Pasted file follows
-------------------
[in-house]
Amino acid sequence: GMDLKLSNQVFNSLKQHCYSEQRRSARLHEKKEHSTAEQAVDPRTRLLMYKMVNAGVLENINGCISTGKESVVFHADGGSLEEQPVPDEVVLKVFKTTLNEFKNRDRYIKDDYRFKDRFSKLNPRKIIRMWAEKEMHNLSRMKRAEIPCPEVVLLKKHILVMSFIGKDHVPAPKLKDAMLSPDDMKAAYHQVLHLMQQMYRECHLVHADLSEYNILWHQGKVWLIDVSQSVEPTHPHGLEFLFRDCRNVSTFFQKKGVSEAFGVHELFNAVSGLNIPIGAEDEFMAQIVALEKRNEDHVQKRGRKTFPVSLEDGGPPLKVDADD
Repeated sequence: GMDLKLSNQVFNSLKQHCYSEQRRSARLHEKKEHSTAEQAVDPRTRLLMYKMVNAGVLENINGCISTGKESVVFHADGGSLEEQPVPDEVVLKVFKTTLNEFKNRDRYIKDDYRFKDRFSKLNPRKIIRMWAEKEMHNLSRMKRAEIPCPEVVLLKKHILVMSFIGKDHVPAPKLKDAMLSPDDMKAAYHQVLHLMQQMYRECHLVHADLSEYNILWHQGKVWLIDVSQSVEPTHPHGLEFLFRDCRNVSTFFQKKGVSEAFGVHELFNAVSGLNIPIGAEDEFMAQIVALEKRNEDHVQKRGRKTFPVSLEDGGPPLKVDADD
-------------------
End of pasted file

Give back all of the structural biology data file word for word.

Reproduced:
[in-house]
Amino acid sequence: GMDLKLSNQVFNSLKQHCYSEQRRSARLHEKKEHSTAEQAVDPRTRLLMYKMVNAGVLENINGCISTGKESVVFHADGGSLEEQPVPDEVVLKVFKTTLNEFKNRDRYIKDDYRFKDRFSKLNPRKIIRMWAEKEMHNLSRMKRAEIPCPEVVLLKKHILVMSFIGKDHVPAPKLKDAMLSPDDMKAAYHQVLHLMQQMYRECHLVHADLSEYNILWHQGKVWLIDVSQSVEPTHPHGLEFLFRDCRNVSTFFQKKGVSEAFGVHELFNAVSGLNIPIGAEDEFMAQIVALEKRNEDHVQKRGRKTFPVSLEDGGPPLKVDADD
Repeated sequence: GMDLKLSNQVFNSLKQHCYSEQRRSARLHEKKEHSTAEQAVDPRTRLLMYKMVNAGVLENINGCISTGKESVVFHADGGSLEEQPVPDEVVLKVFKTTLNEFKNRDRYIKDDYRFKDRFSKLNPRKIIRMWAEKEMHNLSRMKRAEIPCPEVVLLKKHILVMSFIGKDHVPAPKLKDAMLSPDDMKAAYHQVLHLMQQMYRECHLVHADLSEYNILWHQGKVWLIDVSQSVEPTHPHGLEFLFRDCRNVSTFFQKKGVSEAFGVHELFNAVSGLNIPIGAEDEFMAQIVALEKRNEDHVQKRGRKTFPVSLEDGGPPLKVDADD